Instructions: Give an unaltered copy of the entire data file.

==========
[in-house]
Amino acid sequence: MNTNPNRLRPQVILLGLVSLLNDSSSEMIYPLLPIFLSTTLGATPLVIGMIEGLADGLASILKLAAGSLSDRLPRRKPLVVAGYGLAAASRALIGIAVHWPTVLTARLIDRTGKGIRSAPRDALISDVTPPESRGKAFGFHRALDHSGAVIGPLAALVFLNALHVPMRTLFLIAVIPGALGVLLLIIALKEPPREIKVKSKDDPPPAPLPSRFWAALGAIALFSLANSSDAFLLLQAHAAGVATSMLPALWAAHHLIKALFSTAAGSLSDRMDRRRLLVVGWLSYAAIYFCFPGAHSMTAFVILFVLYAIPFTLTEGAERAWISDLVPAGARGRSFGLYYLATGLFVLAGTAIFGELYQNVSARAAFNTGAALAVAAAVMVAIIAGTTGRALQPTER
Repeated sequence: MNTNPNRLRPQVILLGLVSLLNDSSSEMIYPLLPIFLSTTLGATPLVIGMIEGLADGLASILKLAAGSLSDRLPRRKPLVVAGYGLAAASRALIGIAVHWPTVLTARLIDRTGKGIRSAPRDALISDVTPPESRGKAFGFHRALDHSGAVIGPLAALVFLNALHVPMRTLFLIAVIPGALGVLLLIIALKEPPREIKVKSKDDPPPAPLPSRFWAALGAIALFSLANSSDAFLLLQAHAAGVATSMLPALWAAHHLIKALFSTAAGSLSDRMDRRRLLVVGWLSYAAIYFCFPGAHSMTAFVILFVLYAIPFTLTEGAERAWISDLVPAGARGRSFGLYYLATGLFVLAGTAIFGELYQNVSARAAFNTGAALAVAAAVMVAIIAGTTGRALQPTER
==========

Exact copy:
[in-house]
Amino acid sequence: MNTNPNRLRPQVILLGLVSLLNDSSSEMIYPLLPIFLSTTLGATPLVIGMIEGLADGLASILKLAAGSLSDRLPRRKPLVVAGYGLAAASRALIGIAVHWPTVLTARLIDRTGKGIRSAPRDALISDVTPPESRGKAFGFHRALDHSGAVIGPLAALVFLNALHVPMRTLFLIAVIPGALGVLLLIIALKEPPREIKVKSKDDPPPAPLPSRFWAALGAIALFSLANSSDAFLLLQAHAAGVATSMLPALWAAHHLIKALFSTAAGSLSDRMDRRRLLVVGWLSYAAIYFCFPGAHSMTAFVILFVLYAIPFTLTEGAERAWISDLVPAGARGRSFGLYYLATGLFVLAGTAIFGELYQNVSARAAFNTGAALAVAAAVMVAIIAGTTGRALQPTER
Repeated sequence: MNTNPNRLRPQVILLGLVSLLNDSSSEMIYPLLPIFLSTTLGATPLVIGMIEGLADGLASILKLAAGSLSDRLPRRKPLVVAGYGLAAASRALIGIAVHWPTVLTARLIDRTGKGIRSAPRDALISDVTPPESRGKAFGFHRALDHSGAVIGPLAALVFLNALHVPMRTLFLIAVIPGALGVLLLIIALKEPPREIKVKSKDDPPPAPLPSRFWAALGAIALFSLANSSDAFLLLQAHAAGVATSMLPALWAAHHLIKALFSTAAGSLSDRMDRRRLLVVGWLSYAAIYFCFPGAHSMTAFVILFVLYAIPFTLTEGAERAWISDLVPAGARGRSFGLYYLATGLFVLAGTAIFGELYQNVSARAAFNTGAALAVAAAVMVAIIAGTTGRALQPTER